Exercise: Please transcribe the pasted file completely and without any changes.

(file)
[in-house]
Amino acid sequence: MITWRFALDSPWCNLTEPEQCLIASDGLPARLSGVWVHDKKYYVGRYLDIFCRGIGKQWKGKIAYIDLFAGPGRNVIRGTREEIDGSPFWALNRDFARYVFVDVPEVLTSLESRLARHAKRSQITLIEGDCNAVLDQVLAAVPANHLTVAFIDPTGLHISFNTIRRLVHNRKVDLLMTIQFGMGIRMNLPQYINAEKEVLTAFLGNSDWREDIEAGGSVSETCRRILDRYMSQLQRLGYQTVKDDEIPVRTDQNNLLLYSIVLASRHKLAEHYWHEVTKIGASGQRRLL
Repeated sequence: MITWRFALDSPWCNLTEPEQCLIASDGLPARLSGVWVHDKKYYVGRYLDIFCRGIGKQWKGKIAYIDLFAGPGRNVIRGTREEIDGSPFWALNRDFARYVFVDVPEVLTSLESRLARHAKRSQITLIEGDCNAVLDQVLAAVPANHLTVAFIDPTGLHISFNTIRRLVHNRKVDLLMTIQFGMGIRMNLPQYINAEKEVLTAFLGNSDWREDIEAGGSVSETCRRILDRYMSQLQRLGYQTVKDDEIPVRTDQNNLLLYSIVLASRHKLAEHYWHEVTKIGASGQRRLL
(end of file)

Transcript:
[in-house]
Amino acid sequence: MITWRFALDSPWCNLTEPEQCLIASDGLPARLSGVWVHDKKYYVGRYLDIFCRGIGKQWKGKIAYIDLFAGPGRNVIRGTREEIDGSPFWALNRDFARYVFVDVPEVLTSLESRLARHAKRSQITLIEGDCNAVLDQVLAAVPANHLTVAFIDPTGLHISFNTIRRLVHNRKVDLLMTIQFGMGIRMNLPQYINAEKEVLTAFLGNSDWREDIEAGGSVSETCRRILDRYMSQLQRLGYQTVKDDEIPVRTDQNNLLLYSIVLASRHKLAEHYWHEVTKIGASGQRRLL
Repeated sequence: MITWRFALDSPWCNLTEPEQCLIASDGLPARLSGVWVHDKKYYVGRYLDIFCRGIGKQWKGKIAYIDLFAGPGRNVIRGTREEIDGSPFWALNRDFARYVFVDVPEVLTSLESRLARHAKRSQITLIEGDCNAVLDQVLAAVPANHLTVAFIDPTGLHISFNTIRRLVHNRKVDLLMTIQFGMGIRMNLPQYINAEKEVLTAFLGNSDWREDIEAGGSVSETCRRILDRYMSQLQRLGYQTVKDDEIPVRTDQNNLLLYSIVLASRHKLAEHYWHEVTKIGASGQRRLL